Trial court did not err in granting grandmother’s petition to amend a prior visitation consent order without first applying the “actual harm” standard. Granting the petition did not actually expand the scope of grandmother’s visitation beyond that set forth in the initial consent order. In fact, the grandmother received the same amount of visitation while the father received greater discretion to determine the timing of that visitation. Because visitation was not expanded, application of the “actual harm” test was unnecessary.

Trial court did not err in failing to explicitly find that the visitation awarded to grandmother was in the child’s best interests. The trial court stated that the child had “become integrated into and part of her [maternal extended] family,” and that “the case involves a deceased mother and more than an emotional bond...there’s a relationship that’s been established here that maintains ties to [the child’s] heritage and memory of her mother.” The Court of Appeals found that, based on the child’s age, memory, identity, development, heritage, and significance of relationships with the mother’s family in the mother’s absence, the trial court “implicitly” made a finding regarding the best interests of the child when making its statements on the record.

2006---O’Rourke v. Vuturo, 449 Va. App. 139
Trial court’s finding of actual harm supported award of visitation with former stepfather.

2006---Rice v. Rice, 49 Va. App. 192
Trial court did not abuse its discretion in denying paternal grandparents petition for visitation rights based on the best interest of the child given that following visitation with the grandparents there was an exacerbation of child’s problem behavior linked to sexual abuse.

2006---Surles v. Mayer, 48 Va. App. 146 
Man who acted as a surrogate father to a boy for almost three years was a person with a legitimate interest for the purposes of determining visitation rights but the court did not err in denying visitation rights where petitioner did not allege that actual harm would occur to the boy in the absence of visitation.

2004---Yopp v. Hodges, 43 Va. App. 427
The trial court did not err in refusing to apply the “actual harm” test normally applicable in visitation disputes between natural parents and third parties where, despite mother’s objection to grandparent visitation, the child’s natural father did not object to the visitation and instead joined in the grandparents’ request. In applying Dotson v. Hylton, 29 Va. App. 635 (1999), the Court of Appeals held that, because father expressly supported the grandparents’ request for visitation, and because there was no evidence that father was unfit, the “actual harm” test enunciated in Williams v. Williams, 24 Va. App. 778 (1997) did not apply. The trial court properly applied the “best interests” test in determining grandparent visitation.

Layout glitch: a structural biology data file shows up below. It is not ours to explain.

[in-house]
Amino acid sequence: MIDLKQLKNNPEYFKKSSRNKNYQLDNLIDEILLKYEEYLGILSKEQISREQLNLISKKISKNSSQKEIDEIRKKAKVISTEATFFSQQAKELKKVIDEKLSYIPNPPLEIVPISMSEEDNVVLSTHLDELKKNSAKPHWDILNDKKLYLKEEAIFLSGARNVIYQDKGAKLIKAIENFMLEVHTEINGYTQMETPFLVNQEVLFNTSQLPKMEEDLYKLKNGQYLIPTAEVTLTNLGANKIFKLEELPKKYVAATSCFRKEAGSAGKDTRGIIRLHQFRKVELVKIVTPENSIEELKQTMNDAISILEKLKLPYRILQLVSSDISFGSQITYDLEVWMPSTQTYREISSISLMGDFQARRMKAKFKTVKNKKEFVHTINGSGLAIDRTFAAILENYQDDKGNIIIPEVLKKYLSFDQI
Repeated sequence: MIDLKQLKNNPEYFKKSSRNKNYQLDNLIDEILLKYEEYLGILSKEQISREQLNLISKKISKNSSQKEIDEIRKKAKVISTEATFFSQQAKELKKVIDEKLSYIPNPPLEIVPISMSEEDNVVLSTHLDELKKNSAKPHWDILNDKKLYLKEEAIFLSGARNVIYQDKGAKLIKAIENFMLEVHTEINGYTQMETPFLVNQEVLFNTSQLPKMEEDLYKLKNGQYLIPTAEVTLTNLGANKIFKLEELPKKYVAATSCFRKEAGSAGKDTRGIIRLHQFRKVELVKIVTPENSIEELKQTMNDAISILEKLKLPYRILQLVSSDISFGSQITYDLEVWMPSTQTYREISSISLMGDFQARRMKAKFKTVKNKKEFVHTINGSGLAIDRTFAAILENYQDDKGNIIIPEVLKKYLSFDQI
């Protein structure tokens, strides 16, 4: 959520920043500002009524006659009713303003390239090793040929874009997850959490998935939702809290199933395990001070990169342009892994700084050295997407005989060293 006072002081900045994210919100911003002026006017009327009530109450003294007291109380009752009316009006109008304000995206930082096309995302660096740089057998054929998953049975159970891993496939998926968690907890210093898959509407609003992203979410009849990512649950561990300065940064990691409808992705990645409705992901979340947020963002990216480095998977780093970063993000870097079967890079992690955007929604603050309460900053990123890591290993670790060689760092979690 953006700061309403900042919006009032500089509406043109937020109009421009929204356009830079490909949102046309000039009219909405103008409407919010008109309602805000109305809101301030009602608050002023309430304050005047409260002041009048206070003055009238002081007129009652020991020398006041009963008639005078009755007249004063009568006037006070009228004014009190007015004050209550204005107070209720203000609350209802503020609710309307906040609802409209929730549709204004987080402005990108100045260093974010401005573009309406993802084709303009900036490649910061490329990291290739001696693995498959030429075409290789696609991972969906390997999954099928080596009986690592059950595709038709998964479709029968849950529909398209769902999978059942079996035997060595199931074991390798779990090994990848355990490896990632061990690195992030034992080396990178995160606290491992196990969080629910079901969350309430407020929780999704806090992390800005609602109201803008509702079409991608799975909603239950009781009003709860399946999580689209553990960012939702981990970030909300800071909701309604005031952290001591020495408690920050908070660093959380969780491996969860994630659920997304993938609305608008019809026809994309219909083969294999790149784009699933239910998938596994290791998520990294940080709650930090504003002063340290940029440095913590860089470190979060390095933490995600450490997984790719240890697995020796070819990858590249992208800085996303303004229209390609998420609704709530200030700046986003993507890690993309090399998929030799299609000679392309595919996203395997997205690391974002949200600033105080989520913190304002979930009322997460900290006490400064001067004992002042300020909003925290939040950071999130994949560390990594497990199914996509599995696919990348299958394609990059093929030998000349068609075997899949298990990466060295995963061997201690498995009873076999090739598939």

The trial court did not err in awarding visitation to child’s grandparents over mother’s objection where evidence established that the grandparents had been a significant part of the child’s life, had routinely housed and cared for the child, provided him with meals every evening, ensured that he attended school and finished his homework, and participated in recreational activities with the child. The court expressly noted that the grandparents provided “stability” in the child’s life that was otherwise lacking in the mother’s household, due to the frequent on again, off again relationship mother had with her new husband.

2004---Long v. Holt-Tillman, Va. Ct. of Appeals, Unpublished, No. 1434-03-3
Trial court did not err in holding that the parents had voluntarily relinquished custody of the child by entering into a consent order granting joint legal custody to the mother and the grandmother, but sole physical custody to the grandmother.  The consent order was not merely pro forma,but was an adjudication on the merits by the court in a proceeding where both parties were contesting custody.   Thus, the parents were not entitled to the parental presumption, and instead had the burden to prove that circumstances had changed to such an extent that placing the child in their custody was in the child’s best interests. 

Trial court did not abuse its discretion by holding that, for the time being, custody was to remain with the child’s grandmother rather than with the parents.  Despite the fact that the parents had made concerted efforts to stabilize and improve their own lives in an attempt to provide a suitable home for the child, the child had known no other home than the grandmother’s, and enjoyed a strong relationship and a stable living environment with the grandmother.

2004---Merritt v. Gray, Va. Ct. of Appeals, Unpublished, No. 2003-03-4